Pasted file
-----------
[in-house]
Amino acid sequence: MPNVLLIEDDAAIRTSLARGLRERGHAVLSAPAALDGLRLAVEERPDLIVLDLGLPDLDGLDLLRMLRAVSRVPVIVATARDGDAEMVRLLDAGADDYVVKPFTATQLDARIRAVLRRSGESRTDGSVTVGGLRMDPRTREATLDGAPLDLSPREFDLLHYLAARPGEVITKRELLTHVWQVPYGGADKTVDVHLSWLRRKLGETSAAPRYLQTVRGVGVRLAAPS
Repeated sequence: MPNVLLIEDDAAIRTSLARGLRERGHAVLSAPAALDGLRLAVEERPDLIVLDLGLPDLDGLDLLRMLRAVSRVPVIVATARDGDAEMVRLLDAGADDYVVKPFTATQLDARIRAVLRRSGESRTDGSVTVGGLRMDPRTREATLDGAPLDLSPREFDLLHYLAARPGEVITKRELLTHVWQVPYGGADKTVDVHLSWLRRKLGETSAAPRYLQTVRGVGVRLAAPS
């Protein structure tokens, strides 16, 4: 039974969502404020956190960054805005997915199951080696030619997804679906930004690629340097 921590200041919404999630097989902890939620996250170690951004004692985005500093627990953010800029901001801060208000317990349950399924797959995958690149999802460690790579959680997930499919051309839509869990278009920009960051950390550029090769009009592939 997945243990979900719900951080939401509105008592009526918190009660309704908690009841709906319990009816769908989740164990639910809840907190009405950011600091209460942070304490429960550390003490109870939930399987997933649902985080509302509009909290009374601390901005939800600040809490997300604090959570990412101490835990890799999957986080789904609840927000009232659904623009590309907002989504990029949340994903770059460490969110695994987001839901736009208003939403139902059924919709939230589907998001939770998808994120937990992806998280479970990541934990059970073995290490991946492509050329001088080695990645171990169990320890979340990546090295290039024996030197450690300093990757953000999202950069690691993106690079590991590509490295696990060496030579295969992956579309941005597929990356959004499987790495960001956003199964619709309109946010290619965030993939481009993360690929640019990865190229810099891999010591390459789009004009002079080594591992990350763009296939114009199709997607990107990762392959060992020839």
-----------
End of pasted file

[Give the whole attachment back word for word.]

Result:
[in-house]
Amino acid sequence: MPNVLLIEDDAAIRTSLARGLRERGHAVLSAPAALDGLRLAVEERPDLIVLDLGLPDLDGLDLLRMLRAVSRVPVIVATARDGDAEMVRLLDAGADDYVVKPFTATQLDARIRAVLRRSGESRTDGSVTVGGLRMDPRTREATLDGAPLDLSPREFDLLHYLAARPGEVITKRELLTHVWQVPYGGADKTVDVHLSWLRRKLGETSAAPRYLQTVRGVGVRLAAPS
Repeated sequence: MPNVLLIEDDAAIRTSLARGLRERGHAVLSAPAALDGLRLAVEERPDLIVLDLGLPDLDGLDLLRMLRAVSRVPVIVATARDGDAEMVRLLDAGADDYVVKPFTATQLDARIRAVLRRSGESRTDGSVTVGGLRMDPRTREATLDGAPLDLSPREFDLLHYLAARPGEVITKRELLTHVWQVPYGGADKTVDVHLSWLRRKLGETSAAPRYLQTVRGVGVRLAAPS
């Protein structure tokens, strides 16, 4: 039974969502404020956190960054805005997915199951080696030619997804679906930004690629340097 921590200041919404999630097989902890939620996250170690951004004692985005500093627990953010800029901001801060208000317990349950399924797959995958690149999802460690790579959680997930499919051309839509869990278009920009960051950390550029090769009009592939 997945243990979900719900951080939401509105008592009526918190009660309704908690009841709906319990009816769908989740164990639910809840907190009405950011600091209460942070304490429960550390003490109870939930399987997933649902985080509302509009909290009374601390901005939800600040809490997300604090959570990412101490835990890799999957986080789904609840927000009232659904623009590309907002989504990029949340994903770059460490969110695994987001839901736009208003939403139902059924919709939230589907998001939770998808994120937990992806998280479970990541934990059970073995290490991946492509050329001088080695990645171990169990320890979340990546090295290039024996030197450690300093990757953000999202950069690691993106690079590991590509490295696990060496030579295969992956579309941005597929990356959004499987790495960001956003199964619709309109946010290619965030993939481009993360690929640019990865190229810099891999010591390459789009004009002079080594591992990350763009296939114009199709997607990107990762392959060992020839």